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Workshop on the Unique Identity Number (UID), the National Population Register (NPR) and Governance: What will happen to our data?

Posted by Maria Xynou at Mar 18, 2013 06:25 AM |
On March 2nd, 2013, the Centre for Internet and Society and the Say No to UID campaign organized a workshop to discuss the present state of the UID and NPR schemes. Some of the questions which were addressed included ´How do the UID and NPR impact citizenship´, ´Why and how is national security linked to UID/NPR´, and ´What is the relationship between UID and Big Data´.
Workshop on the Unique Identity Number (UID), the National Population Register (NPR) and Governance: What will happen to our data?

Source: CPOA on flickr


This research was undertaken as part of the 'SAFEGUARDS' project that CIS is undertaking with Privacy International and IDRC.


“The UIDAI will own our data...When we hand over information, we hand over the ownership of that data...”, stated Usha Ramanathan, legal researcher and human rights activist.She also pointed out that, although the UID has been set up by an executive order, there is no statute which legally backs up the UID. In other words, the collection of our data through the UID scheme is currently illegal in India, hinging only on an executive order. However, Usha Ramanathan stated that if the UID scheme is going to be carried out, it is highly significant that a statute for the UID is enacted to prevent potential abuse of human rights, especially since the UIDAI is currently collecting, sharing, using and storing our data on untested grounds.

´What is alarming is that the Indian government has not even attempted to legalize the UID! When a government does not even care about legalizing its actions, then we have much bigger problems...”

The NPR is legally grounded in the provisions of the Citizenship Act 1955 and in the Citizenship Rules 2003 and it is mandatory for every usual resident in India to register with the NPR. Even though the collection of biometrics is not accounted for in the statute or rules, the NPR is currently collecting photographs, iris prints and fingerprints. Concerns regarding the use of biometrics in the UID and NPR schemes were raised during the workshop; biometrics are not infallible and can be spoofed, an individual´s biometrics can change in response to a number of factors (including age, environment and stress), the accuracy of a biometric match depends on the accuracy of the technology used and the larger the population is, the higher the probability of an error. Thus, individuals are required to re-enrol every two to three years, to ensure that the biometric data collected is accurate; but the accuracy of the data is not the only problem. The Indian government is illegally collecting biometrics and as of yet has not amended the 2003 Citizenship Rules to include the collection of biometrics! As Usha Ramanathan stated:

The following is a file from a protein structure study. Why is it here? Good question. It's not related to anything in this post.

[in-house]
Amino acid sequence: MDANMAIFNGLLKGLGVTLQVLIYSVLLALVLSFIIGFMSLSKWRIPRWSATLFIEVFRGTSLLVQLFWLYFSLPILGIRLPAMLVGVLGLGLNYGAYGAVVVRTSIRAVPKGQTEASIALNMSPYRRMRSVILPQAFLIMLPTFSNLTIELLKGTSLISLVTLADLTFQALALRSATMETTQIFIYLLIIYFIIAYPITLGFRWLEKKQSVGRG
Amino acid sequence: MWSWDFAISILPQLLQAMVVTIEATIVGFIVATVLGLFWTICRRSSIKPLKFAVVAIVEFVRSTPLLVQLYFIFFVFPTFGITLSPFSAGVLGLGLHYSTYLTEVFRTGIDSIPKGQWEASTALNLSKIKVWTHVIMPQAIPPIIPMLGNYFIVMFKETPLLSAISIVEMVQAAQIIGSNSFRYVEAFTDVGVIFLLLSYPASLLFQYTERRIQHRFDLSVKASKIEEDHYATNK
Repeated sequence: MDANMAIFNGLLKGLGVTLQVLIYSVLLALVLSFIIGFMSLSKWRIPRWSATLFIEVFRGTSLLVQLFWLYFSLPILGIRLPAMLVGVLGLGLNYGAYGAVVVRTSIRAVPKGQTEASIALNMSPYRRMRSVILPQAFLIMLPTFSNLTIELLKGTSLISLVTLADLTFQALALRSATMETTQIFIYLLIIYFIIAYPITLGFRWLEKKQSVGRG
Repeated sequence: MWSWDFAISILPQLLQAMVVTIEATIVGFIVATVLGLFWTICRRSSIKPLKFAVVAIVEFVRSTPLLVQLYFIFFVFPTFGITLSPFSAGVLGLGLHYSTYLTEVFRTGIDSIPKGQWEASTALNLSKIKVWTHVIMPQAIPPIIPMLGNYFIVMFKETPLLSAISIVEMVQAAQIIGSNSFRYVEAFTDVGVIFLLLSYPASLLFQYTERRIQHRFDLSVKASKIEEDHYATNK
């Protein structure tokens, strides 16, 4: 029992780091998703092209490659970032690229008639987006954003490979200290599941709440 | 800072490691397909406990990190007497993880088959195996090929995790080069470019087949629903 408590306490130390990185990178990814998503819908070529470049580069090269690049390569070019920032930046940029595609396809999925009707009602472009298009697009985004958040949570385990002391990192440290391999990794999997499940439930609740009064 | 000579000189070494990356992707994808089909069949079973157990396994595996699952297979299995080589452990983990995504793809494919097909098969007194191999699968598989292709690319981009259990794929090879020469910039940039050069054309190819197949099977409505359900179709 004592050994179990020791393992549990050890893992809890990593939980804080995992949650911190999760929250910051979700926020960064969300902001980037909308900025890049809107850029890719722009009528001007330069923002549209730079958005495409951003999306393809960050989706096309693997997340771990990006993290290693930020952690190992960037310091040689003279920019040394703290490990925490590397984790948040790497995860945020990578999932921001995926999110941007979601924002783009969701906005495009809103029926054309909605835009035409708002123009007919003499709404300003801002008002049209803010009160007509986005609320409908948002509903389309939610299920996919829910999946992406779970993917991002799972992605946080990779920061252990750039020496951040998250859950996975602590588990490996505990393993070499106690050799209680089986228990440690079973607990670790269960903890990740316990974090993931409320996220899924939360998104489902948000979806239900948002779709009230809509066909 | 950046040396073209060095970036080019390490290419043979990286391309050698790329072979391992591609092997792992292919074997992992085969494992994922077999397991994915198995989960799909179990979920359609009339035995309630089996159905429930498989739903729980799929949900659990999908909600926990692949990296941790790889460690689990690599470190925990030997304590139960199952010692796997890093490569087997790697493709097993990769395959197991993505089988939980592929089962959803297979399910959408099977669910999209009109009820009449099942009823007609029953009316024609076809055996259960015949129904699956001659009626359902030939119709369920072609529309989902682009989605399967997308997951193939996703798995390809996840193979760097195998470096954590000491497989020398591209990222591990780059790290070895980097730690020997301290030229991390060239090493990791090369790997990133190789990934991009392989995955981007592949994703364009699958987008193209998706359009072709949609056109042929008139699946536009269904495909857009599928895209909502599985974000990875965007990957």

“It´s not really about the UID and the NPR per se...it´s more about the idea of profiling citizens and the technologies which enable this...”

In his presentation, Anant Maringanti, from the Hyderabad Urban Labs and Right to the City Foundation, stated that even though seventy seven lakh duplicates have been found, no action has been taken, other than discarding one of them. Despite the fact that enrolment with the UID is considered to be voluntary, children in India are forced to get a unique identification number as a prerequisite of going to school. Anant emphasized that the UID scheme supposedly provides some form of identity to the poor and marginalised groups in India, but it actually targets some of the most vulnerable groups of people, such as HIV patients and sex workers. Furthermore, though Indians living below the poverty line (BPL) are eligible for direct cash transfer programmes, apparently registration with the UID scheme is considered essential to determine whether beneficiaries belong in the BLP category. This is problematic as individuals who have not enrolled in the UID or do not want to enroll in the UID could risk being denied benefits because they did not enroll and thus were not classified in the BPL category. Anant also pointed out that, linking biometric data to a bank account through the UID scheme is basically exposing personal data to fraud. Anant Maringanti characteristically stated:

“I wish the 100 people applying the UID scheme had UIDs so that we could track them...!”

Following the end of the workshop on the UID and NPR schemes, CIS interviewed Usha Ramanathan and Anant Maringanti:

The workshop can be viewed in two parts:


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